Upon the withdrawal of the 1st Marine Division of its Armed Forces, the U.S. military issued a total of 17 Medals of Honor and 70 Navy Crosses.
In the history of U.S. military warfare, there has not been another battle in which more medals were awarded for an operation since then.
Frostbitten by Carelessness
Why did the CCP lose so many troops and fail to achieve its goal of wiping out the U.S. military? The main reason is that the CCP suffered severe non-combat attrition through frostbite casualties.
According to the CCP’s official statement, the attrition happened because its 9th Corps stopped for while in China’s Shenyang to take a break and put on warm clothes and then continued to move quickly to North Korea, which was embroiled in confrontation.
Also, according to “Selected Materials on Logistical Experience in the War to Resist U.S. Aggression and Aid Korea: Military Supplies,” a book published by the CCP, the 9th Corps did receive a large number of winter clothes such as thick cotton coats and cotton caps. The rumors that the 9th Corps entered the battle in thin cotton-padded clothes were not true.
However, there is still a significant information saying that many soldiers on the battlefield died from frostbite because of their poor clothing, which begs the question—where did all those winter clothes go?
There are two reasons behind this tragedy: one is that due to various factors, some soldiers did not distribute the winter clothes they received to the rest of the troops on the front line.
Another reason is that in order to get the troops to the ambush site and complete the encirclement as soon as possible, the command issued a marching order that was almost beyond the limits of soldiers. Because of this order, many soldiers were forced to abandon heavy winter clothes fearing that they could not reach the ambush site in time.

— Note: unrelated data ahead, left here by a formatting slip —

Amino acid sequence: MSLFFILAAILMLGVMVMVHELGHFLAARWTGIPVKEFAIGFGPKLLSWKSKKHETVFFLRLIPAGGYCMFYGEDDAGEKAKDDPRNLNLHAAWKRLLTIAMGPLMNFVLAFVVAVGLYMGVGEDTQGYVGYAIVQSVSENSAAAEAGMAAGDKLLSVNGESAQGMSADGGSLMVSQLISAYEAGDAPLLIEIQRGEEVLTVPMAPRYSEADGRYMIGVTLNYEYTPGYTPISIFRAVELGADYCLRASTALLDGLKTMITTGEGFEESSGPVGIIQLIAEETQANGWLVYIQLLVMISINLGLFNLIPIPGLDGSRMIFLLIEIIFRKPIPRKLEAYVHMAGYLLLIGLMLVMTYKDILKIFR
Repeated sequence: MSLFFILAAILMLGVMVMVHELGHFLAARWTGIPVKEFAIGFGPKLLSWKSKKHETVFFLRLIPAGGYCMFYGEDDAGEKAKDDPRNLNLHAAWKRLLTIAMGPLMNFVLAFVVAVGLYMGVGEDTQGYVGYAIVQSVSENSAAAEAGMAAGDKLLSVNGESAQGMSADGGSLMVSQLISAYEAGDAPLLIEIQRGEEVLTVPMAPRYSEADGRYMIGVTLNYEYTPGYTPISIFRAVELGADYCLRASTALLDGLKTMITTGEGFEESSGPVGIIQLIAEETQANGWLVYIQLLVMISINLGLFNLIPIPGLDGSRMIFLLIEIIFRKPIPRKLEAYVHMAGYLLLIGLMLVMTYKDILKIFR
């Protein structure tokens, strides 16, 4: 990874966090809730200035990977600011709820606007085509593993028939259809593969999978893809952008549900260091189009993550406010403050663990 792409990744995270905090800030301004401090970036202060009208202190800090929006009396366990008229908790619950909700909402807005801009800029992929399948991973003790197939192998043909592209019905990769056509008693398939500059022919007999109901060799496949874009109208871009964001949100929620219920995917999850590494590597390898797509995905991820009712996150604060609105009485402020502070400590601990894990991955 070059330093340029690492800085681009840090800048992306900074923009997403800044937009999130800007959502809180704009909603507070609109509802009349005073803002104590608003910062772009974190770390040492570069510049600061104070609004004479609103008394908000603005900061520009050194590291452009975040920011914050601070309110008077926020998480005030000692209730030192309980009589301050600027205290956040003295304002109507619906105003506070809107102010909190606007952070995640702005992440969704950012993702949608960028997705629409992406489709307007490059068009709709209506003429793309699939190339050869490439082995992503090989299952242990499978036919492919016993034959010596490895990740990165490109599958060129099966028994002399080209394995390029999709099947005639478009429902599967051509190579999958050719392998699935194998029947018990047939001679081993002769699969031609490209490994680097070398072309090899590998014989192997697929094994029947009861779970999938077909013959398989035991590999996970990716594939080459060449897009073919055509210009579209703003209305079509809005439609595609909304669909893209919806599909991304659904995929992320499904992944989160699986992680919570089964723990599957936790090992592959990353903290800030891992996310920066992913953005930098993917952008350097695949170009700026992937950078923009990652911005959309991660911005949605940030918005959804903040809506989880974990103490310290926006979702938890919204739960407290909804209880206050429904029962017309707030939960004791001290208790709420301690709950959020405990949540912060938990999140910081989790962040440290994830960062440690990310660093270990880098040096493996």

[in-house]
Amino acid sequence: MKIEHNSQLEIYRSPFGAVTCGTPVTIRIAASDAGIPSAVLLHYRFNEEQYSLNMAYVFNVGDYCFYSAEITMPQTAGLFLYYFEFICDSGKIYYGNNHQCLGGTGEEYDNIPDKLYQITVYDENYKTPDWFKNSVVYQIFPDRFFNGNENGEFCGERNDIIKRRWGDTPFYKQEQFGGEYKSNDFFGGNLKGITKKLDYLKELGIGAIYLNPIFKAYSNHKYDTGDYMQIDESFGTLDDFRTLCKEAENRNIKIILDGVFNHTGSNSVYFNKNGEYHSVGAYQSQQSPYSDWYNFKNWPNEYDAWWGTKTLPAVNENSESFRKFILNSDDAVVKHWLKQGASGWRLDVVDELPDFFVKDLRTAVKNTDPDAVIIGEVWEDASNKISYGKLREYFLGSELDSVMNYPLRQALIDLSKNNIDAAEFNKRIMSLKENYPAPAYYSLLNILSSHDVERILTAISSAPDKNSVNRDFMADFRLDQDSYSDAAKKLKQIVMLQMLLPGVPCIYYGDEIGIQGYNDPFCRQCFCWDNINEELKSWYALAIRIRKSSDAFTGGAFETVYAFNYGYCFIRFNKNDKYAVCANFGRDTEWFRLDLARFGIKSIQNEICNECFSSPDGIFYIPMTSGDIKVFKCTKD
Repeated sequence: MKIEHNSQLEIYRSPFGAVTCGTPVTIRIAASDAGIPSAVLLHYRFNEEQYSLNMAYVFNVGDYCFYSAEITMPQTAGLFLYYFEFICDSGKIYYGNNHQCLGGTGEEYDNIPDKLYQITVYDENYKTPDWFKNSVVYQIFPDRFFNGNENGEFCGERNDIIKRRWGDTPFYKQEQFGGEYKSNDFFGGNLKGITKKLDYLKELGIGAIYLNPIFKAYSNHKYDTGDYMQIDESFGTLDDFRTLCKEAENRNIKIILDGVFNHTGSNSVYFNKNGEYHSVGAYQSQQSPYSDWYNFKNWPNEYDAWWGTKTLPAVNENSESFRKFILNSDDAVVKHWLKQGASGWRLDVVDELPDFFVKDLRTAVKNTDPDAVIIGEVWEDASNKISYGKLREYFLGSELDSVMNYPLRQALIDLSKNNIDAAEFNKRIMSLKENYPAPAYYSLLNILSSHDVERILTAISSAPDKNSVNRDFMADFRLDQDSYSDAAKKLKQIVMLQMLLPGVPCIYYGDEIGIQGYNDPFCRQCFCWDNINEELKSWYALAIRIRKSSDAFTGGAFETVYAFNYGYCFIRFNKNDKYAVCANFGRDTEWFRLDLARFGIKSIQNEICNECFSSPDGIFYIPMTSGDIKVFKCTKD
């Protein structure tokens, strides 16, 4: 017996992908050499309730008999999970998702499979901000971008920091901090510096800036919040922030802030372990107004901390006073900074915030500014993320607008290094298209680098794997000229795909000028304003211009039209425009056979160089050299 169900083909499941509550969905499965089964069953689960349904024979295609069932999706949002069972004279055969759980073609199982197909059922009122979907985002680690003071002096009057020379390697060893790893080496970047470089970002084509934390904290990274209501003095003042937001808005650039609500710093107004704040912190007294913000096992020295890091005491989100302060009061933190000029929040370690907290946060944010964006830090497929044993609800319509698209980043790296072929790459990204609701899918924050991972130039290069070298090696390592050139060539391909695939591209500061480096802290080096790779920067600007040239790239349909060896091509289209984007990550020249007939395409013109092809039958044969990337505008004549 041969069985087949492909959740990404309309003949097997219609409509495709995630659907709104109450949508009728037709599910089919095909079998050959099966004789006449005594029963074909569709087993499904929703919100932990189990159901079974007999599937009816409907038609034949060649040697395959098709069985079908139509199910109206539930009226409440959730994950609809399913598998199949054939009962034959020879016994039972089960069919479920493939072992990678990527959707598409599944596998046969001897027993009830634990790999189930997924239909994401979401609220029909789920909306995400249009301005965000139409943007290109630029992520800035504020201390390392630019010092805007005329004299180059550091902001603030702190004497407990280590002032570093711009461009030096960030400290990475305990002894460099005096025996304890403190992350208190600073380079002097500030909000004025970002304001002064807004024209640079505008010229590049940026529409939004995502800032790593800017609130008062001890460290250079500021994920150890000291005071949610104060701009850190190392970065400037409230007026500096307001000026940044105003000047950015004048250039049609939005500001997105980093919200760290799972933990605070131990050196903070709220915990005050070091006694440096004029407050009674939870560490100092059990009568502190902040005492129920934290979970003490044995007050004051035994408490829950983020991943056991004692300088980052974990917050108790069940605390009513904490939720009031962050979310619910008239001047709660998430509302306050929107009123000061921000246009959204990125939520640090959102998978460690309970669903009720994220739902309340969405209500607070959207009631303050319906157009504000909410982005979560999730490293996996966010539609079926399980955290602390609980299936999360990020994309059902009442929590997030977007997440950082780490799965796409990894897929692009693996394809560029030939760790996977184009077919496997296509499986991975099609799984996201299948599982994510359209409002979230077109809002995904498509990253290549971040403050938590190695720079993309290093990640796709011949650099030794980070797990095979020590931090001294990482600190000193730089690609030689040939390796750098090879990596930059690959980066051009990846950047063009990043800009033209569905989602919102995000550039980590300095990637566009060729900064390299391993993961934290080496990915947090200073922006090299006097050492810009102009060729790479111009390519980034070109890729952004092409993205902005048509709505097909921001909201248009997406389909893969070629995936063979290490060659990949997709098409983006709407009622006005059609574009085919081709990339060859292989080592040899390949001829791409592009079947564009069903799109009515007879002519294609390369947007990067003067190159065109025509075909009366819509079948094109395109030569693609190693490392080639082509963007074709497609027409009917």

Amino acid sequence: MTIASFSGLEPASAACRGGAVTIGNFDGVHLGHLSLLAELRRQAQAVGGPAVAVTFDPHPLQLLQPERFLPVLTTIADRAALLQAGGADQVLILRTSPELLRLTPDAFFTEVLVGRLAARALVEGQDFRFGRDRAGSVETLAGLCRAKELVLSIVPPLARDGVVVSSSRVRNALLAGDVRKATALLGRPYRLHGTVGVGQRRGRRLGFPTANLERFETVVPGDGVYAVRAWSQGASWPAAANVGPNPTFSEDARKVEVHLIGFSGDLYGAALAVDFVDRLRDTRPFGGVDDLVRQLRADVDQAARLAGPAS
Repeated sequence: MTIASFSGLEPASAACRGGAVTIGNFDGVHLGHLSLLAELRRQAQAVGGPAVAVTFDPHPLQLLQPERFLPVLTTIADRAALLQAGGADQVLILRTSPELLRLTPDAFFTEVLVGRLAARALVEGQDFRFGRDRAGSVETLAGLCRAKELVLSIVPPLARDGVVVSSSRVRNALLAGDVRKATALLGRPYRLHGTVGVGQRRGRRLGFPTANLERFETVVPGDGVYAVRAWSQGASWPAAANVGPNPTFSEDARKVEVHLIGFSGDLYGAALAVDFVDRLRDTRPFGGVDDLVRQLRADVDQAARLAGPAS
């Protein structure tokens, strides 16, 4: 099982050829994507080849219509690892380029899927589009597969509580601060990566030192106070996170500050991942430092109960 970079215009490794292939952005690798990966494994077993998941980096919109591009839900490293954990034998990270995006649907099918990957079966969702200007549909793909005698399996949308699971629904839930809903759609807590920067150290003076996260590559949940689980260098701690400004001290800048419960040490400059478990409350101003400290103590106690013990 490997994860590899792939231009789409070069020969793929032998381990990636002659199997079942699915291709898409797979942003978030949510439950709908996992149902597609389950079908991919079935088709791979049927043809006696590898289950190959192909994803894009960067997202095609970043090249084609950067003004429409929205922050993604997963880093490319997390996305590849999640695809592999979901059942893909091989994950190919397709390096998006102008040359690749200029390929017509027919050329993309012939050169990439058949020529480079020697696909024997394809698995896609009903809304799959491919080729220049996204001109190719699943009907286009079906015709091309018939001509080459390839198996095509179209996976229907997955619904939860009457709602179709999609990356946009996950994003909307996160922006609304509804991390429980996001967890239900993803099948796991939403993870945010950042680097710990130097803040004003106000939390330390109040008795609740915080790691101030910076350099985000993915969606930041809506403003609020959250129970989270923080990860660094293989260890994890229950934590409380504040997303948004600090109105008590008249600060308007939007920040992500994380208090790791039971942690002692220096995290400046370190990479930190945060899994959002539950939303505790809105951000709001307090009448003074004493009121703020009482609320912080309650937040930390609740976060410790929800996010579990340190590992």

The CCP officers valued their military exploits above the lives of their soldiers, thus treating them miserably.
For example, in order to speed up the construction of a bridge, a certain engineer battalion of the 26th Army directly ordered a platoon of its officers and soldiers to jump into the icy river, which was minus 4 degrees Fahrenheit. After one night, the whole platoon was severely frostbitten and suffered amputations as a result.
The root cause of the failure of this battle, which had been attributed to the cold weather, was actually the carelessness of the officers.
Truth Behind the Strategic Victory
The CCP officials have always emphasized that although the Battle at Lake Changjin inflicted a devastating toll on Chinese soldiers, their efforts still strategically reversed the situation and avoided the collapse of the Kim family, a three-generation lineage of North Korean leadership descending from the country’s first leader, Kim Il Sung.
Without this battle, there would not have been the subsequent armistice negotiations held in Panmunjom. The battle should thus be regarded as a strategic victory.
Statements like this have somewhat distorted the truth.
The Korean War was triggered by Kim Il Sung’s war of aggression against South Korea by crossing the 38th parallel north. Having fought several battles, the CCP failed to change the outcome of the still-existing ceasefire between the two Koreas, which was bordered by the 38th parallel north based on the Korean Armistice Agreement.
In other words, what the CCP got after inflicting over a million casualties and huge financial expenditures was nothing but the antagonism between Western countries and itself.
The CCP has been repeatedly emphasizing the importance of complying with the international order demanded by the United Nations. According to Resolution 82, which was passed by the United Nations Security Council in 1950, North Korea should immediately end its invasion of South Korea.
As for another Resolution 498 passed by the United Nations General Assembly on Feb. 1, 1951, the aggression of the People’s Republic of China was condemned. It was the first time in which the United Nations treated a nation as an aggressor.
By the same token, the CCP must first admit its aggressive behavior before it is qualified to say anything about complying with the order of the United Nations.
In the face of such historical facts, will the CCP avoid talking about it as usual or deny it with “historical nihilism,” a term referring to interpretations of history deemed to be incorrect by itself?
Views expressed in this article are the opinions of the author and do not necessarily reflect the views of The Epoch Times.